His personal favourite, Articulate 360, was used to create material to help students understand how to use the plagiarism tool, TurnItIn. Articulate Storyline is a fairly complex piece of software but has a similar interface with PowerPoint or some video editors. David stated that it has many interaction types, very familiar interface, very complex scenarios that you can create. It’s not a web service. You create it on your computer then upload to VLEs, or make it downable. It is flexible. On the downside, it is expensive, and it doesn’t work on mac!
H5p has a terrible name with a strange origin. It is now open-source software for users to create their own content. Clickable questions can be overlaid onto video, drag and drops for vocabulary, picture flashcards and lots of different content types, such as presentations, and listening activities. It has a 1990s style interface which is not very intuitive, but what it creates is impressive, according to David.
EdPuzzle is specifically for creating interactive video. Watching and responding to lectures is particularly relevant to the EAP classroom. It allows you pull in video content from various sources such as TedTalks and Khan Academy. Or you could search content that has been uploaded by other users and repurpose it for your classroom. An additional feature is that it can search for other users within a university domain, making it easier to share across the institution.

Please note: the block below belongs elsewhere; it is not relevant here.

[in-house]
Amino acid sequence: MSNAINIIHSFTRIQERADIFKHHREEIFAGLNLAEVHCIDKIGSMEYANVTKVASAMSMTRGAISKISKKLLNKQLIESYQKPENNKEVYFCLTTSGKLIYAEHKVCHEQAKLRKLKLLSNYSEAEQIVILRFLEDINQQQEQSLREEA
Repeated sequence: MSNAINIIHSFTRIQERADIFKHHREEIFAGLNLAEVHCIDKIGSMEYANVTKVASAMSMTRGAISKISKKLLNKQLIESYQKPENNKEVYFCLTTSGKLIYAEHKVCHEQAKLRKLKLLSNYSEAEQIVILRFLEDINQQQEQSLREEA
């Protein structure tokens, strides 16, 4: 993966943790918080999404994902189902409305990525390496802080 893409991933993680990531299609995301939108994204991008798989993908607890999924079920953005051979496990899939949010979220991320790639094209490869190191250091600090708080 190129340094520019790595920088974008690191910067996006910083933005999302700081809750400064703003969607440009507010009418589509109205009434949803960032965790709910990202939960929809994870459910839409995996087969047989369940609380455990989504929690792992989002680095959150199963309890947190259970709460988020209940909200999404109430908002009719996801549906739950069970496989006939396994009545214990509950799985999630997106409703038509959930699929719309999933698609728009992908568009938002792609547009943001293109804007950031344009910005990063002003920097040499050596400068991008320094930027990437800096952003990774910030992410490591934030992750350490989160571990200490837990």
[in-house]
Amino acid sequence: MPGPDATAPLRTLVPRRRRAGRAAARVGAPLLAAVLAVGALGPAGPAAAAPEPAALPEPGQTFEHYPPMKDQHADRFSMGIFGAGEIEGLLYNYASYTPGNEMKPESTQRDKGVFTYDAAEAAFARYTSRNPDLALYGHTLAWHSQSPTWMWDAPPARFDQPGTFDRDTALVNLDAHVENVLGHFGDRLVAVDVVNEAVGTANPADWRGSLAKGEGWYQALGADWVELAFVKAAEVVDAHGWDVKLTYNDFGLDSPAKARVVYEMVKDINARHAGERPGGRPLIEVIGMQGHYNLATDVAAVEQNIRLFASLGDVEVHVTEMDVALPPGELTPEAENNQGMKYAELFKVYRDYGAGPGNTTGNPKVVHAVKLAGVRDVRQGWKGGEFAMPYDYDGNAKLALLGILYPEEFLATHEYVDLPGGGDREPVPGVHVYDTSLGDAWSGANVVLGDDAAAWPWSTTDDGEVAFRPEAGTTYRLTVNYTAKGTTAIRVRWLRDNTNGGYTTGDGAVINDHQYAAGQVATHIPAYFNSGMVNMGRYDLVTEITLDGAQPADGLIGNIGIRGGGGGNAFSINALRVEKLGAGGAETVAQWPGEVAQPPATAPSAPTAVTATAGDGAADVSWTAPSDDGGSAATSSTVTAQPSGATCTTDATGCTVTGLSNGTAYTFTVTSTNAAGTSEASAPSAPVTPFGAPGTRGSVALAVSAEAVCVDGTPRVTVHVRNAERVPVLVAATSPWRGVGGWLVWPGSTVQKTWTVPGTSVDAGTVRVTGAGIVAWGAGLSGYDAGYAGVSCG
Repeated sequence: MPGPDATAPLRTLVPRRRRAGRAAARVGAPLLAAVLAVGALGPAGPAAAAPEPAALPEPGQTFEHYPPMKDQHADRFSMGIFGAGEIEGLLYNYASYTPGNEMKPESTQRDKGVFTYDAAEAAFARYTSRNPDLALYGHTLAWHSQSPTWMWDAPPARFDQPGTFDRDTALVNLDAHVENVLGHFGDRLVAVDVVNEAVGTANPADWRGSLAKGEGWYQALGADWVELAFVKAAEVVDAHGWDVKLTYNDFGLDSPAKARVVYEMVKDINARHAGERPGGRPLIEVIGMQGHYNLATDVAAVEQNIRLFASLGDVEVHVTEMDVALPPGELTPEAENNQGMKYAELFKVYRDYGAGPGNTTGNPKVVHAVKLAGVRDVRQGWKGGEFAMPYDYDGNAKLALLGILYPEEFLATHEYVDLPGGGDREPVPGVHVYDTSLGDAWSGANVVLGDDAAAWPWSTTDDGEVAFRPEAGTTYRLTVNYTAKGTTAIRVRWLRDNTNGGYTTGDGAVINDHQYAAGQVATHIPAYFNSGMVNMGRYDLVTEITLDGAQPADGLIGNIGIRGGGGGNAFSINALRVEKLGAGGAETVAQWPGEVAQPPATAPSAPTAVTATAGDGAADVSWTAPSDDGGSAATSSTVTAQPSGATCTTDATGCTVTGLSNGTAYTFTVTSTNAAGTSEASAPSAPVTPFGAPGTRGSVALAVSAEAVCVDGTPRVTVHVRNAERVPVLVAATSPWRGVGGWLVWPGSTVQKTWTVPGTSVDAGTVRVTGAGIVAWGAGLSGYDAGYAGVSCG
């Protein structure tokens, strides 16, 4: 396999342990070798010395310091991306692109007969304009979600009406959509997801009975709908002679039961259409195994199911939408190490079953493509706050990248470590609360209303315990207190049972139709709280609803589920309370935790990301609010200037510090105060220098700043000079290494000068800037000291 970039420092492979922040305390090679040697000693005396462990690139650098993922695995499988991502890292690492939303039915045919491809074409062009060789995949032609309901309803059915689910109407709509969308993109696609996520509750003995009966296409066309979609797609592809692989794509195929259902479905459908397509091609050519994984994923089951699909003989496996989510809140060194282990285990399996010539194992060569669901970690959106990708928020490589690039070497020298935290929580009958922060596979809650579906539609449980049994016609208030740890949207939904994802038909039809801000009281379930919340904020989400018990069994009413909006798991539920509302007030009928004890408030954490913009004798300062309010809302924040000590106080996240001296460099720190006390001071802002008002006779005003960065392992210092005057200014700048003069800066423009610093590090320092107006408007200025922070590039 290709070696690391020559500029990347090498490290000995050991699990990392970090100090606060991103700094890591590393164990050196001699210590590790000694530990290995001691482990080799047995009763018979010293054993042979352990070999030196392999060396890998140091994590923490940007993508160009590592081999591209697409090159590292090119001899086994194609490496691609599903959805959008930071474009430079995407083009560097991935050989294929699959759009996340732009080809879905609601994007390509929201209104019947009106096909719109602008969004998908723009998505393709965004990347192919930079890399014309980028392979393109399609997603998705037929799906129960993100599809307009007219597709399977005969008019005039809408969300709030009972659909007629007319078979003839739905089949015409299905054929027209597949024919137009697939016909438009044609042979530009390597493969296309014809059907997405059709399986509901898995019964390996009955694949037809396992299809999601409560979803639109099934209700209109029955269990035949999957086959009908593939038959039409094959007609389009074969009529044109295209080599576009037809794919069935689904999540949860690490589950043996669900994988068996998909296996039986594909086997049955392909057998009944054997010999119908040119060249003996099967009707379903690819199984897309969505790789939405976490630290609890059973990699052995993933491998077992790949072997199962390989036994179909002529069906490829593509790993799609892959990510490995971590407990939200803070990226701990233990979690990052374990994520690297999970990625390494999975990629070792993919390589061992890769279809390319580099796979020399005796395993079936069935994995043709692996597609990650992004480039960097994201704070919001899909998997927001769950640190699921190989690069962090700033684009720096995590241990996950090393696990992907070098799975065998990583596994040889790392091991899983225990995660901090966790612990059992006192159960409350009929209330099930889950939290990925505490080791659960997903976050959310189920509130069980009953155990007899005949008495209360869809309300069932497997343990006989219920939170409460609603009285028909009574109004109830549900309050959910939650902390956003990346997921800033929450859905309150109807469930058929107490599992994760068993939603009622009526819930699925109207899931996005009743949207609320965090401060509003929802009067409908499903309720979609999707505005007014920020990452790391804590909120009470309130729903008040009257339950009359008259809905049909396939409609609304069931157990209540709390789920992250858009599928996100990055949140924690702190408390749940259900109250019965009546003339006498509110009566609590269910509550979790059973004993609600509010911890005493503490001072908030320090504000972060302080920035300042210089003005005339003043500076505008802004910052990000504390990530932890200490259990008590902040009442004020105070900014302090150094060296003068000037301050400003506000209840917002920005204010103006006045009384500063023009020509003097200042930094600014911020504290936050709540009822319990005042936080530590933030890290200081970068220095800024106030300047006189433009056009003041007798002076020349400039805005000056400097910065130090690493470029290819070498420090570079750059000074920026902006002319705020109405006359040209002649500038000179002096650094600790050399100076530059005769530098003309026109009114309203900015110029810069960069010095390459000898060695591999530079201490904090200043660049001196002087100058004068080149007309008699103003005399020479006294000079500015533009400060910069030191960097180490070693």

He summarised each of the tools before drawing the following conclusions and bits of advice: Homemade isn’t necessarily lower quality. It may not look perfect, but content can be made more relevant to your students and more quickly than a published course book. It is important to give teachers remission to work on materials. Use tools that draw on existing content. For example, use YouTube videos – you don’t need to reinvent the wheel. Be prepared to invest a bit of money. Ideally, keep your content separate from your tools, as some of these tools can close down.
After David’s presentation there was just enough time for a few questions to the panel. A full recording of the session including the questions at the end is available now to all IATEFL (including LTSIG) members – here.